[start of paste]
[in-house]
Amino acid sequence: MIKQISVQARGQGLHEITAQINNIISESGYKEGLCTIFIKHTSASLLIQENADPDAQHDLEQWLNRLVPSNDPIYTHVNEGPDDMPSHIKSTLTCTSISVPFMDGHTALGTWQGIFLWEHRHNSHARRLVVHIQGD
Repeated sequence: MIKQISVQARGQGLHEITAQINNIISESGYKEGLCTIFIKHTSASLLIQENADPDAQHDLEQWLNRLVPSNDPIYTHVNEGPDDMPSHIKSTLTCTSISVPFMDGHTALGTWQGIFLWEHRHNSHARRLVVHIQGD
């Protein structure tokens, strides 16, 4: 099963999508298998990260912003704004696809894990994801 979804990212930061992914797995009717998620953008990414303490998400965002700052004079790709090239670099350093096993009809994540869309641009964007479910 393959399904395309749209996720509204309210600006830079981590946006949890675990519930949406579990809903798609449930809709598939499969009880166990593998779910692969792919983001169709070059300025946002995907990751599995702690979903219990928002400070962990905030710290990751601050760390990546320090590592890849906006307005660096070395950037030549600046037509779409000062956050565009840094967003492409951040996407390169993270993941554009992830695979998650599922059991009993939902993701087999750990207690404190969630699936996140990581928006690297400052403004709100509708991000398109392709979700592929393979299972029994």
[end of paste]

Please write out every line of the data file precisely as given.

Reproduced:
[in-house]
Amino acid sequence: MIKQISVQARGQGLHEITAQINNIISESGYKEGLCTIFIKHTSASLLIQENADPDAQHDLEQWLNRLVPSNDPIYTHVNEGPDDMPSHIKSTLTCTSISVPFMDGHTALGTWQGIFLWEHRHNSHARRLVVHIQGD
Repeated sequence: MIKQISVQARGQGLHEITAQINNIISESGYKEGLCTIFIKHTSASLLIQENADPDAQHDLEQWLNRLVPSNDPIYTHVNEGPDDMPSHIKSTLTCTSISVPFMDGHTALGTWQGIFLWEHRHNSHARRLVVHIQGD
């Protein structure tokens, strides 16, 4: 099963999508298998990260912003704004696809894990994801 979804990212930061992914797995009717998620953008990414303490998400965002700052004079790709090239670099350093096993009809994540869309641009964007479910 393959399904395309749209996720509204309210600006830079981590946006949890675990519930949406579990809903798609449930809709598939499969009880166990593998779910692969792919983001169709070059300025946002995907990751599995702690979903219990928002400070962990905030710290990751601050760390990546320090590592890849906006307005660096070395950037030549600046037509779409000062956050565009840094967003492409951040996407390169993270993941554009992830695979998650599922059991009993939902993701087999750990207690404190969630699936996140990581928006690297400052403004709100509708991000398109392709979700592929393979299972029994």